Grandioso! Kingwood Students Perform at the TMEA Region 33 Orchestra Concert


Friday night rehearsal with Jeffery Grogan- Courtesy of Lindsay Countryman

Moyu Yumoto, Creative Editor

From May to the end of September, students devote many hours in preparation for TMEA Region 33 Orchestra Audition. The audition process includes preparing 2 challenging etudes, which are short music pieces meant to exercise techniques and demonstrate the player’s skill. Selected students are placed in either Philharmonic or Symphony Orchestra according to a set of etudes prepared for the audition. With all the hard work and dedication from both students and the directors, Kingwood High School has consistently compromised almost the majority of the Region 33 Orchestra for many years. This year, 60 students have been selected for Region Orchestra and 5 students have been selected as an alternate. 

As some professional orchestras do, students only had a 3-hour rehearsal on Friday prior to the show and a full-day rehearsal on Saturday leading up to the performance. On Friday, November 11, the TMEA Region 33 Orchestra 2022-23 came together for the first time to rehearse in preparation for the anticipated concert the next day. 

This year, the High School Symphony Orchestra had the pleasure of having Jeffrey Grogan from Oklahoma City University as their guest conductor. Mr.Grogan is an internationally acknowledged conductor who has performed worldwide with youth orchestras. On the program was Die Fledermaus Overture by Johann Strauss, Lyric for Strings by George Walker, and Firebird Suite: Berceuses and Finale by Igor Stravinsky. From a piece by the Austrian “Waltz King” of the 19th century to a history-making African American composer of the late 20th century, students are able to perform a wide range of music.

High School Philharmonic had the honor of having Susan Day as their conductor. This name may be familiar to any orchestra students as Day has composed numerous pieces of music for middle and high school orchestras that many KHS students have played in the past. One of the philharmonic’s repertoire included one of her pieces “Parkland”. To be able to play a piece conducted by the composer is truly a valuable experience.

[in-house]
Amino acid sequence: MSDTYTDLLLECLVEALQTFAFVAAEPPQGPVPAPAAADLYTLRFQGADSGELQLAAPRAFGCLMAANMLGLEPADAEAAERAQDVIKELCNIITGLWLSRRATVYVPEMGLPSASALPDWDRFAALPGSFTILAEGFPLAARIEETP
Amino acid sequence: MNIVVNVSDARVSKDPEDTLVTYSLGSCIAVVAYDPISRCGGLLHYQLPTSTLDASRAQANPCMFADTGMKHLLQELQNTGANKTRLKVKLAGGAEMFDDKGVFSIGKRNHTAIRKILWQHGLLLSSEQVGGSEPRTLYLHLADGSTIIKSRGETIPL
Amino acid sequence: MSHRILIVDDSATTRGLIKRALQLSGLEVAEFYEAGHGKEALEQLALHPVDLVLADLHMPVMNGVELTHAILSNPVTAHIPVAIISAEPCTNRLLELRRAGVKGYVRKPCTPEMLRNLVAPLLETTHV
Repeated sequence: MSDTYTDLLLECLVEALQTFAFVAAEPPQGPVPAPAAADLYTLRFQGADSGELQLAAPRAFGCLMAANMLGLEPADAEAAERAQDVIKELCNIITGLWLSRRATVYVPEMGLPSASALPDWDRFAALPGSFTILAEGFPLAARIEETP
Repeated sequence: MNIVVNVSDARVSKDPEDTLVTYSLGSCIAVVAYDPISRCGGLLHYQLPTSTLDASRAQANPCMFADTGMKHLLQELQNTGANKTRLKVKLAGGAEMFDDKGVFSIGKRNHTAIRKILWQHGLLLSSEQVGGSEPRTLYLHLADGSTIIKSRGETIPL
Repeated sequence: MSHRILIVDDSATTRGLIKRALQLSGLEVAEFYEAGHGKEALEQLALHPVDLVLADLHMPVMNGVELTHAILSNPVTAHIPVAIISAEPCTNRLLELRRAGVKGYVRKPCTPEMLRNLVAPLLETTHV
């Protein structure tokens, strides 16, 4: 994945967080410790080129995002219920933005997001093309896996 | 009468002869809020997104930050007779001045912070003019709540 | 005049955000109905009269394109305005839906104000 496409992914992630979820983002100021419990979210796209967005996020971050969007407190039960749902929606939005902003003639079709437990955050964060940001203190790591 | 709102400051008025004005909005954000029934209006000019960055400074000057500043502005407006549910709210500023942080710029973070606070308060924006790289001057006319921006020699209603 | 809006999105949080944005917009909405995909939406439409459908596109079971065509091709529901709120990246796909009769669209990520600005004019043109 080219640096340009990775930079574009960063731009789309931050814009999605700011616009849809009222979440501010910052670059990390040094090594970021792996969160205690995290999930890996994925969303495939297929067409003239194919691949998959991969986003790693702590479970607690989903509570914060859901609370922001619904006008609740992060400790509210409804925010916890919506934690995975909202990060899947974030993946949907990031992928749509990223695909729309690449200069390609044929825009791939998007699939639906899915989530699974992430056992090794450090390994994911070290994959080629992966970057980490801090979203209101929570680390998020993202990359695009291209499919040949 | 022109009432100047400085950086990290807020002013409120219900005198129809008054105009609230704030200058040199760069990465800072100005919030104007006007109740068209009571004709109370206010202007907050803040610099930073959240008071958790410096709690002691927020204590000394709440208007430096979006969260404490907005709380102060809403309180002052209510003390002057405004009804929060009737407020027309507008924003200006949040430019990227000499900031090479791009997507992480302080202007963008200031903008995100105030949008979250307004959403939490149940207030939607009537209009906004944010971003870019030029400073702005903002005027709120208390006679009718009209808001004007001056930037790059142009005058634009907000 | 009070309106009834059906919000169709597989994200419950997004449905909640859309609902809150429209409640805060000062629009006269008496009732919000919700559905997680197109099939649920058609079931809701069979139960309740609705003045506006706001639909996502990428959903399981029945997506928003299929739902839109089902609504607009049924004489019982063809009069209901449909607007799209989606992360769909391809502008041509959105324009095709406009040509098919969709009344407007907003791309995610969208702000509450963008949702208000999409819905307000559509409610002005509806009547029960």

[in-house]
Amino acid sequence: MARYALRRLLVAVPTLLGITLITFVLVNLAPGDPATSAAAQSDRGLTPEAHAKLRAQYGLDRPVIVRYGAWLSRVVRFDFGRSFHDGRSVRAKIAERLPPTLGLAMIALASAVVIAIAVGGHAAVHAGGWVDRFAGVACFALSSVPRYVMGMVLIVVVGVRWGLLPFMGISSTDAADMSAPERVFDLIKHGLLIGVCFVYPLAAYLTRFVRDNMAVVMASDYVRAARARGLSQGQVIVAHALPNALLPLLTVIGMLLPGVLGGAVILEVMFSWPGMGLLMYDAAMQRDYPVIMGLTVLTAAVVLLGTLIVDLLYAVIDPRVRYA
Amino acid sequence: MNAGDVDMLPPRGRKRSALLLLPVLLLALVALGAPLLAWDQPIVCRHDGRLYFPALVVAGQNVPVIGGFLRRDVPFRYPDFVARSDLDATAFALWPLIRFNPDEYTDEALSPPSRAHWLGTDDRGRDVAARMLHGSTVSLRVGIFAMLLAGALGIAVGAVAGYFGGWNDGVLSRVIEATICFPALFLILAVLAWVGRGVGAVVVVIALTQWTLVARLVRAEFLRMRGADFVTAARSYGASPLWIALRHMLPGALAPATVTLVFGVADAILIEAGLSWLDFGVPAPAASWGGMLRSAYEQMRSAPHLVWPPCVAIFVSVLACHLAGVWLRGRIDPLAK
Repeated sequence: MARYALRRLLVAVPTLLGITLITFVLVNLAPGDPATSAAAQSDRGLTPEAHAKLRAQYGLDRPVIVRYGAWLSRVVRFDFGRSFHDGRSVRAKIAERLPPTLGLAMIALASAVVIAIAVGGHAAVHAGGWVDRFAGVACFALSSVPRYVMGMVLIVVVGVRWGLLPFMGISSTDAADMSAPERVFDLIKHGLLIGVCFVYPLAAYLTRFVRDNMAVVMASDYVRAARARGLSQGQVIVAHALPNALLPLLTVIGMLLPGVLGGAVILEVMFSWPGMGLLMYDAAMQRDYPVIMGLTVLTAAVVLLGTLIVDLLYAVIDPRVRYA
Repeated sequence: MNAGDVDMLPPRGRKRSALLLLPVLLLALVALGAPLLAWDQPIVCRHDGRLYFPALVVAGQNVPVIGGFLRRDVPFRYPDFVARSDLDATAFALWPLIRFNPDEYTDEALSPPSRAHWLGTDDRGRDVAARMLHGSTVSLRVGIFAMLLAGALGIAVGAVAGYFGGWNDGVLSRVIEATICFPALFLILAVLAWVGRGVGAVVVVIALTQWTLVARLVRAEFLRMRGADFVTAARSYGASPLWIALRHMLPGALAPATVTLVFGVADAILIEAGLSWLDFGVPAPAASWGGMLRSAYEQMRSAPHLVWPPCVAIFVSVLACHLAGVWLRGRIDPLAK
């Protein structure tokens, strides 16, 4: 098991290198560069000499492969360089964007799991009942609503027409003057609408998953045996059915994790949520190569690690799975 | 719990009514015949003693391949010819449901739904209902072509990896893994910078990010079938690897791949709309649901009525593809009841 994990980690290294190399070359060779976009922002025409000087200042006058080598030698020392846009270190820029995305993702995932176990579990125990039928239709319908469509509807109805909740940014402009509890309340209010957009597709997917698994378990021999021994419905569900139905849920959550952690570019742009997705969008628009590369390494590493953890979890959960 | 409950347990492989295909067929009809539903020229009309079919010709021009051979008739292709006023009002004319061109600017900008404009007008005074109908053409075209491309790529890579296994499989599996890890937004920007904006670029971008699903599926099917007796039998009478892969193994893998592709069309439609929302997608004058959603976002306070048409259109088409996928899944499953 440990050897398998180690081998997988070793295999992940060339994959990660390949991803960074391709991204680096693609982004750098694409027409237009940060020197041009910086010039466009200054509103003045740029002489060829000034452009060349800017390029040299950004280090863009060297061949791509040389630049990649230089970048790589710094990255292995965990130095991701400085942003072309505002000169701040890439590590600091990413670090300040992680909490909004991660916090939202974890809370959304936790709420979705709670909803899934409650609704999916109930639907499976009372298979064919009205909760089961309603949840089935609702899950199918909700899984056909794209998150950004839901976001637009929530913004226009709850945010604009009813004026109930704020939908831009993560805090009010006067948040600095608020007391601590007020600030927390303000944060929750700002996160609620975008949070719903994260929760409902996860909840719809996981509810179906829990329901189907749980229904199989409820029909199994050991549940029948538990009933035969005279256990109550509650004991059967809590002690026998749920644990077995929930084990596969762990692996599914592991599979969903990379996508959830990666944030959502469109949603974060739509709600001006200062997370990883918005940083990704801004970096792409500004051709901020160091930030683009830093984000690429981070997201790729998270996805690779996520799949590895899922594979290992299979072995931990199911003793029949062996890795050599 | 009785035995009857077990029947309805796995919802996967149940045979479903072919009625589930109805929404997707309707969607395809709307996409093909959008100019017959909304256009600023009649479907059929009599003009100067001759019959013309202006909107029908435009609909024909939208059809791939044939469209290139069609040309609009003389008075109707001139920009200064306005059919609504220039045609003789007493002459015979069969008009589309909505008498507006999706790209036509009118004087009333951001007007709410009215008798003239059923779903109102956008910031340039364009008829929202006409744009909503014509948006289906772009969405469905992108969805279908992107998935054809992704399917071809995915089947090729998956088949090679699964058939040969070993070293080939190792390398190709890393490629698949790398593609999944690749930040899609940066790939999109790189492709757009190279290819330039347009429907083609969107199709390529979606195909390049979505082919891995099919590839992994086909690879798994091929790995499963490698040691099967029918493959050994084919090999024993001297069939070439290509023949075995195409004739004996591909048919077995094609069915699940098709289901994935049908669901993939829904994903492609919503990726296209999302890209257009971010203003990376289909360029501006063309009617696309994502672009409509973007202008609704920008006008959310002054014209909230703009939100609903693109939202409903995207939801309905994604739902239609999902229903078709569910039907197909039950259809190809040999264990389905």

I was able to partake in the Symphony Orchestra as a violinist, and the two days I was able to spend with Mr.Grogan were such a valuable experience; I grew deeper connections to each of the pieces as he explained to us the meaning and the culture behind them.

The concert opened with the loud downbeat of Die Fledermaus “The Bat”, an Austrian Operetta by Johann Strauss II (1825-1899). Notably played by the Vienna Philharmonic in its birthplace, it has a unique style of performance that students were able to experience. Full of Strauss’ famous Polkas and Waltz, making it for such catchy tunes that will never leave your head. With its change in character throughout the overture, it is an exciting way to start out the concert.

Contrasting the overture, the middle piece is a string-only piece of Lyric for Strings by George Walker (1944-2018). Walker became the first African American to receive the Pulitzer Prize for Music, an award given to a distinguished musical composition in the United States. Prior to rehearsing, Mr.Grogan had explained to us the meaning of the piece. Lyric for Strings was written to honor Walker’s late grandmother’s life and the happy memory of his grandmother who is no longer with him.

Finishing off the concert was the Berceuse and Finale of the Firebird Suite by a Russian Composer Igor Stravinsky (1882-1971). This is a ballet suite based on the Russian Folk Tale of the Firebird, and the Berceuse and the Finale are the climaxes of the suite. In the Berceuse, the firebird is casting a spell to make the evil sorcerer and his ogres fall to sleep, and the Finale is the celebration of the joy of victory of Prince Ivan who rescued the captured princesses. The Berceuse starts with a beautiful bassoon solo, and it maintains a somewhat uncanny tone for the rest of the piece; the Finale starts out with a majestic horn solo with a delightful harp feature, and it gets even more cheerful as the whole orchestra joins in.

To have such an honor to work with a world-class conductor to play professional pieces is a once-in-a-lifetime opportunity for students. Congratulations to all the students for their hard work and performances!

If you missed out on this incredible performance, do not “Strauss” out! KHS Orchestra is presenting a winter concert on December 1 at 7 pm in the KHS Auditorium. You don’t wanna miss it!